You Might Have to Wait a Bit for a Blockbuster
Bond. Twilight. The Earth Stands Still.
Those are just a few of the anticipated tent pole features Hollywood will serve up this fall, particularly in the Thanksgiving-Christmas season. Typically, fall films do not have the attendance clout of those in the summer, but at least you’ll be virtually free of super heroes and all-action, little-story development scenarios.
Curtis McCall, president and CEO of Marquee Cinemas, does not forecast another blockbuster until “Quantum of Solace” (James Bond, Nov. 1), “Harry Potter and the Half Blood Prince” (release postponed), “Twilight” (Dec. 12), and “Bolt,” a 3D, CGI Disney computer-animated dog story featuring the voices of Miley Cyrus and John Travolta (Nov. 28).
McCall praised “Dark Knight” as the summer’s best, but he doesn’t see the new Batman flick surpassing all time leader “Titanic.” After four weeks “Dark Knight” has crusaded into an awestruck $445 million. It would need $600 million to tie the shipwreck movie from 1997.
Still, “Dark Knight’s” figures are at 2008 movie prices. The Web site Box Office Mojo calculates the highest grossing films and converts them to 2008 dollars. “Dark Knight” will have surpassed the 1987 Michael Keaton first “Batman” on the “adjusted” charts by the time you read this. But adjusting the dollars/admissions puts “Titanic” in the $908 million category. It’s likely also to pass “Spiderman,” which has an adjusted gross of $491 million.
What’s on top? According to the Mojo, four films have amassed an equivalent of a billion dollar gross in their theatrical releases: “Gone With the Wind,” “Star Wars,” “The Sound of Music” and “E.T.”
Back to fall, Marquee and other theatres with digital capacity will continue their experimentation with “niche” programming, such as opera, concerts and sporting events. Response has been “spotty” ranging from very good to average, but part of the strategy involves “getting the customer used to coming to your theatre for extra events,” McCall said. This fall, you can, in his words, expect more “big games on the big screen, more concerts and more live events.”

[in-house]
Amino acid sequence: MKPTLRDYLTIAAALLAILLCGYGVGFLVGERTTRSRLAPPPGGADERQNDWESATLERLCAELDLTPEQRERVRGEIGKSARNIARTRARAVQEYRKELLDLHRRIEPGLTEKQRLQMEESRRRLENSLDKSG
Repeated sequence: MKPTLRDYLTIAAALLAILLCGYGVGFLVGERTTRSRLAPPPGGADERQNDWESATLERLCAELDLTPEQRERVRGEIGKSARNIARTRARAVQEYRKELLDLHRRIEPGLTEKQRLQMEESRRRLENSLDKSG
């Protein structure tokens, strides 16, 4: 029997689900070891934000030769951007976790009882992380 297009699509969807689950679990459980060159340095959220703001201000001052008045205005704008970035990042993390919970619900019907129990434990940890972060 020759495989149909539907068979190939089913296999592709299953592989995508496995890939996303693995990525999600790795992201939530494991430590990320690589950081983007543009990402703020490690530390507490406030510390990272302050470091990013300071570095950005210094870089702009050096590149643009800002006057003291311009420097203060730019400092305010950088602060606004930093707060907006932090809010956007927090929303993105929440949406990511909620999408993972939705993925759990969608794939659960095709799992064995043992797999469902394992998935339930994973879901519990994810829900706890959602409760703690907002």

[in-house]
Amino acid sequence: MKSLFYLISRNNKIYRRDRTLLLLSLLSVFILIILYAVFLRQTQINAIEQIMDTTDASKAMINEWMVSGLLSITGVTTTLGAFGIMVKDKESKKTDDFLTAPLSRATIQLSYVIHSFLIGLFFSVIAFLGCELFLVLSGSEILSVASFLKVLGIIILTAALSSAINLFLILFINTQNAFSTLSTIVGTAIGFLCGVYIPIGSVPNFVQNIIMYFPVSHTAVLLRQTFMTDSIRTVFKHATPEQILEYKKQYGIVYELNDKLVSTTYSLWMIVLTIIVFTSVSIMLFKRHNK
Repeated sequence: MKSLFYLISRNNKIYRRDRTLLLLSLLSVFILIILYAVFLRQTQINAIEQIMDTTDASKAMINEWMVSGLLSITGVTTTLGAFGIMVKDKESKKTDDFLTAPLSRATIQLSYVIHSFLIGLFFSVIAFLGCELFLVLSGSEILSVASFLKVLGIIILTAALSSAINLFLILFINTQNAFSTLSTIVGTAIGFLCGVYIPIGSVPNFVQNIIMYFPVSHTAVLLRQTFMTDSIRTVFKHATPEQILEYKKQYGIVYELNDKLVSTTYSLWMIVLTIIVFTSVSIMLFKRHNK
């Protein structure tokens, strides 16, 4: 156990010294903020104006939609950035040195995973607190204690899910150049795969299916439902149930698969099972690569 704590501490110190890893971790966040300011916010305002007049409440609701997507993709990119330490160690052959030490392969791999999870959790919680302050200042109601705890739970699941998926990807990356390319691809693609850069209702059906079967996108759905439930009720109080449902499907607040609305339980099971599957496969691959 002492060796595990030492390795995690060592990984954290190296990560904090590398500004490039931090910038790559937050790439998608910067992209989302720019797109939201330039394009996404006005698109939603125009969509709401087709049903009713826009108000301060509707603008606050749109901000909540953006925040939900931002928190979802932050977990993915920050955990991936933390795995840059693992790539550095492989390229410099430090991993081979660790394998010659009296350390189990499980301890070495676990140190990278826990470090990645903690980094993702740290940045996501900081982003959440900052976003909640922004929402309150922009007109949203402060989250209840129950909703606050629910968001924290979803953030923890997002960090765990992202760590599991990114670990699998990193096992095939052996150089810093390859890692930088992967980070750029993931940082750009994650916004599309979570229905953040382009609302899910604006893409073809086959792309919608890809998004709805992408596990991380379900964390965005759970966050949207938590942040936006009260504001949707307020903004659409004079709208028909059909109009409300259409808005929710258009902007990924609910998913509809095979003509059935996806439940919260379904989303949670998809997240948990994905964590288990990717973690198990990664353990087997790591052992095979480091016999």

(Note: Release dates are tentative as of publication; not all films will play in all areas; films slated for a New York or Los Angeles only “limited” release are not included.)
“College” — Start the school year right, catch a comedy of high school seniors attempting to blend as freshmen only to be recruited by a rowdy frat as pledges.
“Disaster Movie” — Assembled by those responsible for “Date Movie,” “Scary Movie,” and “Meet the Spartans,” a group of attractive 20-somethings dodge every natural disaster known to man or woman. The movie includes lampoons of “Indiana Jones,” “Iron Man” and “High School Musical.”
“Bangkok Dangerous” — Nicholas Cage, a hit man, lands in Bangkok to execute four hits only to fall in love with a local woman and bond with his errand boy.
Others: “Accidental Husband” (Uma Thurman, Colin Firth, Sam Shepard); “Passengers” (Anne Hathaway, Patrick Wilson).
“Burn After Reading” — The Coen Brothers lure Brad Pitt and George Clooney into a comedy about two gym employees finding a disc with the memoirs of a CIA agent on it.
“Righteous Kill” — 50 Cent, Robert DeNiro and Al Pacino search for a serial killer who leaves four line poems justifying the murder. Could it be the Big Apple has a vigilante taking care of what the justice system failed to do?
Others: “Tyler Perry’s The Family That Preys” and “The Women”
“Lakeview Terrace” — Samuel L. Jackson stars as a member of Los Angeles’ finest attempting to scare an interracial couple (Karry Washington, Patrick Wilson) out of his neighborhood.
“My Best Friend’s Girl” — How do you win back a gal who dumped you? Get her fixed up with the worst jerk, then wait for her to come crying back to you. But when Tank’s (Dane Cook) hired by his best friend to go out on a lousy date with Alexis (Kate Hudson), well, the two really like each other.
Others: “Igor” (voices of John Cussack, Molly Shannon); “Ghost Town” (Greg Kinnear, Ricky Gervais); “Taken” (Liam Neeson, Maggie Grace).
“Eagle Eye” — Reuniting the director and the hot dude from “Disturbia,” D. J. Caruso directs Shia LaBeouf in a Hitchcock type thriller where a dude and his mom fall unwittingly into a terror cell planning an assassination.